# plane or planar graph

I am bit confused with graph theory terms. Could you please tell me, if I say

1. plane embedded graph
2. embedded plane graph

what is correct.

Also, If i use either 1 or 2 (the correct one) to refer a planar graph, then does it correct?

-

When it comes to mathematics, we do our best to write unambiguously, but it's not always possible to do so while being able to communicate ideas well. At some point we need to say enough is enough, and an intelligent reader will be able to find the correct interpretation themselves from what we've presented.

To illustrate, consider what happens if we have a multigraph and delete the parallel edges. The usual interpretation of this is not the literal one. Now imagine what would happen if we attempted to re-write this without the ambiguity: we'd make it technically correct, but much more difficult to understand.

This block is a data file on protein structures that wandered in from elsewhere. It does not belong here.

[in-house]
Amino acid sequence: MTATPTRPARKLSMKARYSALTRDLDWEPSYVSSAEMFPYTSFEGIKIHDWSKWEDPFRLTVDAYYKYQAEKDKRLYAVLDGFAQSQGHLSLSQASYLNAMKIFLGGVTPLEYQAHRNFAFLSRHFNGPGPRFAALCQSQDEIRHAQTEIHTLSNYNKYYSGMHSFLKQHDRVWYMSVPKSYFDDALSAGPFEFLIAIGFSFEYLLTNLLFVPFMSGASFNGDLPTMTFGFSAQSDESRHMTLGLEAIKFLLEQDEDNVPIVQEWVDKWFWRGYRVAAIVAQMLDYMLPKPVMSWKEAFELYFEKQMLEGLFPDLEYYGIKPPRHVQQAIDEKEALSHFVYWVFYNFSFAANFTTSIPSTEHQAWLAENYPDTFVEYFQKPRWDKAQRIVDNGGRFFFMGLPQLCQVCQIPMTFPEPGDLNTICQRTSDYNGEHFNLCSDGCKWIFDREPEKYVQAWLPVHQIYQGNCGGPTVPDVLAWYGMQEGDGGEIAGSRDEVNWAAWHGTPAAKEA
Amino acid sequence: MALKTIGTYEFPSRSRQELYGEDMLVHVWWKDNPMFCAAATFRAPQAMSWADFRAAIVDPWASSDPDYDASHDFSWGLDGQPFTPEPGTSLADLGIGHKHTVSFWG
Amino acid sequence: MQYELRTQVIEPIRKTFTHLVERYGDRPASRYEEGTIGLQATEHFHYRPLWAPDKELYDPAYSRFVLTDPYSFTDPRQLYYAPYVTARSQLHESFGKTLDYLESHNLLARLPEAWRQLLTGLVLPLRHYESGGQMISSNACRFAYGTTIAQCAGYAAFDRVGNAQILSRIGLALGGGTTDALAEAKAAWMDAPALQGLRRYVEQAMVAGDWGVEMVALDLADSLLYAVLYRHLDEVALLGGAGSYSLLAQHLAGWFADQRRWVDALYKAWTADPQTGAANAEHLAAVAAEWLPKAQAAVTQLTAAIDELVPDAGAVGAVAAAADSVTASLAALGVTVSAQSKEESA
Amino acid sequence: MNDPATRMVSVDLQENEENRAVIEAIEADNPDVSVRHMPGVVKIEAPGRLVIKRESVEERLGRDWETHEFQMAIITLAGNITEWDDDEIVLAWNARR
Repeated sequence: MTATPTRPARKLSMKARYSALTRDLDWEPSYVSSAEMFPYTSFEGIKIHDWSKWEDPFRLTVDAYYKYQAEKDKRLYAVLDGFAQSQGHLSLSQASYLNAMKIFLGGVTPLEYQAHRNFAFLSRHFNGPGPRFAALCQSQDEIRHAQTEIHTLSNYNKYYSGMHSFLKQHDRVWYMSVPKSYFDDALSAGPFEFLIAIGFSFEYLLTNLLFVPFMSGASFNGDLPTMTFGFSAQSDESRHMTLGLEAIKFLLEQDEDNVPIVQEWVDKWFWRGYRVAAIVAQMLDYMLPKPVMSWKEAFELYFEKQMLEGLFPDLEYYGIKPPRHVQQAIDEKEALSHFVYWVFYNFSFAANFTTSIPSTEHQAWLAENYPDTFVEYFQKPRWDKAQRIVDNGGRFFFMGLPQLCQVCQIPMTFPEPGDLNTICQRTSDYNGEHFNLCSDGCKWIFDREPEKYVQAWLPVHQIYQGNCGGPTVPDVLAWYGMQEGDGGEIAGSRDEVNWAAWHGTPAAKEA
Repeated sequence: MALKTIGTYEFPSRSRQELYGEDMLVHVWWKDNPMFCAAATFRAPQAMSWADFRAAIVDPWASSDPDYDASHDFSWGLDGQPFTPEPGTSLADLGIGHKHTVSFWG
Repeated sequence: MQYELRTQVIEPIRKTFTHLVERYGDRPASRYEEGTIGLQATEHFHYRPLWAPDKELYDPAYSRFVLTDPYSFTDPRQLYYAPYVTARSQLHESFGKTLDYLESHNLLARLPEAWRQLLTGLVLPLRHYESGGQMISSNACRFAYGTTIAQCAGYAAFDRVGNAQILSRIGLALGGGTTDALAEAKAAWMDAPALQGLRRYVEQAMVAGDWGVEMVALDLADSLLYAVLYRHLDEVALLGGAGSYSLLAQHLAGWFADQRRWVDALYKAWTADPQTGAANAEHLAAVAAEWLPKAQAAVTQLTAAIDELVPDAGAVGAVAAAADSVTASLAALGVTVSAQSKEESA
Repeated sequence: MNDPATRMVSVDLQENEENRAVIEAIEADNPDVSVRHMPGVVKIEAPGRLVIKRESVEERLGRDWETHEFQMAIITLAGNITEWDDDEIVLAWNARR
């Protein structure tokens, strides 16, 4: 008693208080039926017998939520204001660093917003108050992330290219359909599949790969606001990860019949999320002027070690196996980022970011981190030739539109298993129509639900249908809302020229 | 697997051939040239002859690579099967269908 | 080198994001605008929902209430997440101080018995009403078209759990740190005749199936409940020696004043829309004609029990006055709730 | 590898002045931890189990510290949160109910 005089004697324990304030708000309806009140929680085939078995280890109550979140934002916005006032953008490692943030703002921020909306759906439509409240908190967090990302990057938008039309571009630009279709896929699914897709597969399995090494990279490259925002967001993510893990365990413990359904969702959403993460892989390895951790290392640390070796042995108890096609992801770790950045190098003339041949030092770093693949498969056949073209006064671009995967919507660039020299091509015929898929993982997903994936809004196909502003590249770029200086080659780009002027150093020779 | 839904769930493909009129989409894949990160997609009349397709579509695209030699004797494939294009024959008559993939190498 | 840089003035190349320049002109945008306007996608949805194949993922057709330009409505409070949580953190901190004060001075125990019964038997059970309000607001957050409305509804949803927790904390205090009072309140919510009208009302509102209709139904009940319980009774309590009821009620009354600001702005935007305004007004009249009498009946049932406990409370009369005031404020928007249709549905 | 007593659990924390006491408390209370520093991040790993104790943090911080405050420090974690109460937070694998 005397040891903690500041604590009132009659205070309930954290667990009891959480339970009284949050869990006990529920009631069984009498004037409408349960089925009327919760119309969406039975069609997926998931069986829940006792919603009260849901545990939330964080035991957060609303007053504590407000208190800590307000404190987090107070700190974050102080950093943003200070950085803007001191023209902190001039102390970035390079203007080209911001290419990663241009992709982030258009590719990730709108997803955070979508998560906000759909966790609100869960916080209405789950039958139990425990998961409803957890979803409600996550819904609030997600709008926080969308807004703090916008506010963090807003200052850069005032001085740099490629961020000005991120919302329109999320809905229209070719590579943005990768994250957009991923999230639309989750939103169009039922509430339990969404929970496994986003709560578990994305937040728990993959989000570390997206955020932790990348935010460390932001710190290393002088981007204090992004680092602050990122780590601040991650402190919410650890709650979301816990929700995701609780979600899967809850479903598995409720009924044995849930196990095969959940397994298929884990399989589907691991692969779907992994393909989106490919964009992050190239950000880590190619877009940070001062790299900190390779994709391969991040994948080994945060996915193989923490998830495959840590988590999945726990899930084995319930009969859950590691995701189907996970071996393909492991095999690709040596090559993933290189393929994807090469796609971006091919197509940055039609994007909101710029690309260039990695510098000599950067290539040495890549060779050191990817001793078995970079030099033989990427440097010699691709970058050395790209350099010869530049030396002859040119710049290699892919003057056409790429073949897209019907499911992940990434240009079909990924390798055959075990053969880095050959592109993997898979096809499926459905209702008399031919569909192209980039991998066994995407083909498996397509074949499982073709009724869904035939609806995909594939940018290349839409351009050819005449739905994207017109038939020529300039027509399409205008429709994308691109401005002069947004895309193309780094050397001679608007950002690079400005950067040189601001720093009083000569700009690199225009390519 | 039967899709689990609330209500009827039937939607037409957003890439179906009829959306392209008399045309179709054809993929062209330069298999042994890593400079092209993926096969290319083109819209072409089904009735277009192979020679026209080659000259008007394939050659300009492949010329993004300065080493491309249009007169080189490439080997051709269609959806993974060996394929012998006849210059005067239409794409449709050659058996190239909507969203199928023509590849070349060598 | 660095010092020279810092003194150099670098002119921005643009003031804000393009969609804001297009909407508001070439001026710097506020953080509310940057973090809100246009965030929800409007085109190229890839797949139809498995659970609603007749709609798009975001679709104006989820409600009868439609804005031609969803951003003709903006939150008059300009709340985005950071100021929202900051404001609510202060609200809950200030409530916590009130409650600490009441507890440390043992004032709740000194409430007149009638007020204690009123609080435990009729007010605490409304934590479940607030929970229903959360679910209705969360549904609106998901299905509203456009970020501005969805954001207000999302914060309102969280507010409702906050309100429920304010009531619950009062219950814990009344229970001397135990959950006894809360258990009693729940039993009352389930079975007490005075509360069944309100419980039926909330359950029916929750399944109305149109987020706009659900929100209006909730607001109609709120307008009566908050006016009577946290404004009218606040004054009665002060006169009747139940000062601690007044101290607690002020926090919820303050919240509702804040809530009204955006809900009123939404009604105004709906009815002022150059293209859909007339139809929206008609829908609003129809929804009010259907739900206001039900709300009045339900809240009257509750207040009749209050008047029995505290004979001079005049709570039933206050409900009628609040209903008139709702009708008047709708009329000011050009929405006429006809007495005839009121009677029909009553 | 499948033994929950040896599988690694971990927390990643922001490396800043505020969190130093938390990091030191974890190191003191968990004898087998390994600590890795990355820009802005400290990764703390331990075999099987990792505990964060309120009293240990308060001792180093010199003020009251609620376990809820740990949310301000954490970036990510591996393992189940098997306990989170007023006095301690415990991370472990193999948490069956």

I'd say you're in this situation. Both plane embedded graph and embedded plane graph are pretty close, and an intelligent reader (who's not dead set on nit-picking) should be able to understand what you mean. It's somewhat tautological, since plane graph implies it comes with an embedding in the plane, so plane graph would probably be better.

A plane graph distinguishes itself from a planar graph in that it has a given embedding. E.g. $K_4$ is a planar graph, but $K_4$ by itself is not a plane graph.

-

"In graph theory, a planar graph is a graph that can be embedded in the plane, i.e., it can be drawn on the plane in such a way that its edges intersect only at their endpoints. In other words, it can be drawn in such a way that no edges cross each other. Such a drawing is called a plane graph or planar embedding of the graph."

That is from Wikipedia. I hope that sheds light on how to properly use these terms and refer to these properties.

-